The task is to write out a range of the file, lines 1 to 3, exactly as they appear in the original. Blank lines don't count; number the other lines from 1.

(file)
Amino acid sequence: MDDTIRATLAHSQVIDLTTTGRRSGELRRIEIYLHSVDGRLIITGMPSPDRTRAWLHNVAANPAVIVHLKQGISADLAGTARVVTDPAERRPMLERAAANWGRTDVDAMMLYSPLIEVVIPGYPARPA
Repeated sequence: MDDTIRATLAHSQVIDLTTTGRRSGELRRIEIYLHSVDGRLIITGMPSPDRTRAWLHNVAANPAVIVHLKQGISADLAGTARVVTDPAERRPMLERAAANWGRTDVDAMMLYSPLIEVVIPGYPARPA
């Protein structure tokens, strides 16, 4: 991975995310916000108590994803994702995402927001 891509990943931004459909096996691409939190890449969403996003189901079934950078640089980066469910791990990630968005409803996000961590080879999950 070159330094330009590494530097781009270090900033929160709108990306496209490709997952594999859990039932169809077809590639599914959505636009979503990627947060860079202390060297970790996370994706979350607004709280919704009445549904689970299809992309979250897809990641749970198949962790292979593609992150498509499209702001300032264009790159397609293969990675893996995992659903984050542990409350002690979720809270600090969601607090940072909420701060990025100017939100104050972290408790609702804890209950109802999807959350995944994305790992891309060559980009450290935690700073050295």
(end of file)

Amino acid sequence: MDDTIRATLAHSQVIDLTTTGRRSGELRRIEIYLHSVDGRLIITGMPSPDRTRAWLHNVAANPAVIVHLKQGISADLAGTARVVTDPAERRPMLERAAANWGRTDVDAMMLYSPLIEVVIPGYPARPA
Repeated sequence: MDDTIRATLAHSQVIDLTTTGRRSGELRRIEIYLHSVDGRLIITGMPSPDRTRAWLHNVAANPAVIVHLKQGISADLAGTARVVTDPAERRPMLERAAANWGRTDVDAMMLYSPLIEVVIPGYPARPA
């Protein structure tokens, strides 16, 4: 991975995310916000108590994803994702995402927001 891509990943931004459909096996691409939190890449969403996003189901079934950078640089980066469910791990990630968005409803996000961590080879999950 070159330094330009590494530097781009270090900033929160709108990306496209490709997952594999859990039932169809077809590639599914959505636009979503990627947060860079202390060297970790996370994706979350607004709280919704009445549904689970299809992309979250897809990641749970198949962790292979593609992150498509499209702001300032264009790159397609293969990675893996995992659903984050542990409350002690979720809270600090969601607090940072909420701060990025100017939100104050972290408790609702804890209950109802999807959350995944994305790992891309060559980009450290935690700073050295």